o ends another desultory year for the country music industry. Hardly anyone seems to be mourning the end of this year.
Positives don't exactly abound. About the biggest success story was the Dixie Chicks, who continued right where they left off, but pushed it a step further with a highly successful "Fly" tour.
Lee Ann Womack seems to have broken out, taking her career to the next level. Deservedly so given her great voice, a fine album and a moving single, "I Hope You Dance."
In addition to taking a big whack at Nashville, Alan Jackson also released yet another great traditional country album, sticking to his guns no matter what the trend.
But one would be hard pressed to think of any other good developments in country. Perhaps in a back-handed way, the emergence of small labels, like Audium, are welcome. They have given birth to new music from the likes of Loretta Lynn and Porter Wagoner, showing that just because you're getting on in years doesn't mean you can't make a quality album.
And others like Emmylou Harris and Merle Haggard opted to go to non-Nashville labels to put out their new music.
Where did that leave the major labels? Pretty much scrambling and figuring out their next moves.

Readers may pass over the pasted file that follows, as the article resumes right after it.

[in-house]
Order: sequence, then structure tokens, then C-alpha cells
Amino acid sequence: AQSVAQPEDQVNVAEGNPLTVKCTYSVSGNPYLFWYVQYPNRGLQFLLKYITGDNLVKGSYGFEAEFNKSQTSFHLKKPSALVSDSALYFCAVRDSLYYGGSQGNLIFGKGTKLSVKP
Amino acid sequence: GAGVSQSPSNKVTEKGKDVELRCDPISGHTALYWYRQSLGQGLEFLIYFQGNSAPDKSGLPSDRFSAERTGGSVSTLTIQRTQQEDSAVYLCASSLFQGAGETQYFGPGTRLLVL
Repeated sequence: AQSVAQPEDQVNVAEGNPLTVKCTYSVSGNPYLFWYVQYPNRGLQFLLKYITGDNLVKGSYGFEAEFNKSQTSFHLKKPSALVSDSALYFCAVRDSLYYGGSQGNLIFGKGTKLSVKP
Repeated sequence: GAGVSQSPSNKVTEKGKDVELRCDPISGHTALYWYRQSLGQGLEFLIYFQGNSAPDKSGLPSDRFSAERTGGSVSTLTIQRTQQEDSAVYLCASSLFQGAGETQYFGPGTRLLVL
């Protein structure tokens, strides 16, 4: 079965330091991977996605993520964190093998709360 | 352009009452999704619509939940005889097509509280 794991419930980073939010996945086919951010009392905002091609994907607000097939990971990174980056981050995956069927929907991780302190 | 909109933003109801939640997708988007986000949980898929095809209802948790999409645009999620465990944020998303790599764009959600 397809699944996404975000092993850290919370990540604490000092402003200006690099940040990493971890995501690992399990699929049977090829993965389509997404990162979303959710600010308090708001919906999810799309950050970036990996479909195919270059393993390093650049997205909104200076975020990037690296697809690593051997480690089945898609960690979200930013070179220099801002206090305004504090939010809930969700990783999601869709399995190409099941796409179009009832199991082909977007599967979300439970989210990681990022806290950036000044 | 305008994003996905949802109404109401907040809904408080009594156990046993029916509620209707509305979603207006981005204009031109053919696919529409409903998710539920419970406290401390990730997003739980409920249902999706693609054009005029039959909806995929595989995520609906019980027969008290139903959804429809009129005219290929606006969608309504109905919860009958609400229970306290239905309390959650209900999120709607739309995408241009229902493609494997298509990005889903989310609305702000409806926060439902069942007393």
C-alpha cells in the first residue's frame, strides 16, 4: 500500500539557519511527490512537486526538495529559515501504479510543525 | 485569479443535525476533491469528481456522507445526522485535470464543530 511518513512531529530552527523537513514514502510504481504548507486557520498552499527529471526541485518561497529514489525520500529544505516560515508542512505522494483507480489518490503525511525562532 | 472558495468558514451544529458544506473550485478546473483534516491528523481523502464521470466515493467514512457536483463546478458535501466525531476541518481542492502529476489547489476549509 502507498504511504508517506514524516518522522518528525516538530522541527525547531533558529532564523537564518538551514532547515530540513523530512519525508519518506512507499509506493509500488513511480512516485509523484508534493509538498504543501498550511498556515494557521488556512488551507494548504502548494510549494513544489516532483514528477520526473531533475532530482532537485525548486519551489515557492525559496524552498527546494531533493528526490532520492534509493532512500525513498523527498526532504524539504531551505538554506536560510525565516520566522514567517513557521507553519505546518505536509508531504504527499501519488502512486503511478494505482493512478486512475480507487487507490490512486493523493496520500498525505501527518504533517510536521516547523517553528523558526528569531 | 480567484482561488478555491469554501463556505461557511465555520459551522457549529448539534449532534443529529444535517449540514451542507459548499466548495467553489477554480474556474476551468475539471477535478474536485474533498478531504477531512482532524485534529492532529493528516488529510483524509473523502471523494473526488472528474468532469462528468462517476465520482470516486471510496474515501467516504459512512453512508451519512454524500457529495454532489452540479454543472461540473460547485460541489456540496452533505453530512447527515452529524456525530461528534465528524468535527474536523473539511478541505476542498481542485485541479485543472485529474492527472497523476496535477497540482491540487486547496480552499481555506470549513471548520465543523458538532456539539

The overriding sound continued to be the pop country side of the market. A few albums like Jo Dee Messina's "Burn" clearly stood out as career enhancers and showing some development even if they weren't exactly hard core country.
No new acts really broke out big time. Brad Paisley continued doing well, but he almost has been a lone wolf carrying the torch for traditional country.
Instead, a look at the charts finds more often than not folks like Shania and Faith Hill (she generally sings well enough, but please don't call it country) dominating.
And the future may not look too rosy in 2001 either with Garth "retired" and many folks, like the Chicks, off the road. George Strait brings a stellar tour again in 2001, but, unfortunately, he's not playing many dates, of course.
Country still awaits the next big thing to bring it out of its doldrums. The future doesn't look bright, but at some point the cyclical music industry is due for a change.
Maybe the start of a new millennium (yes, 2001) could turn the trick. Wishful thinking? Maybe.
But the answer is probably more up to the powers that be and their friends at radio than anything else. Here's hoping...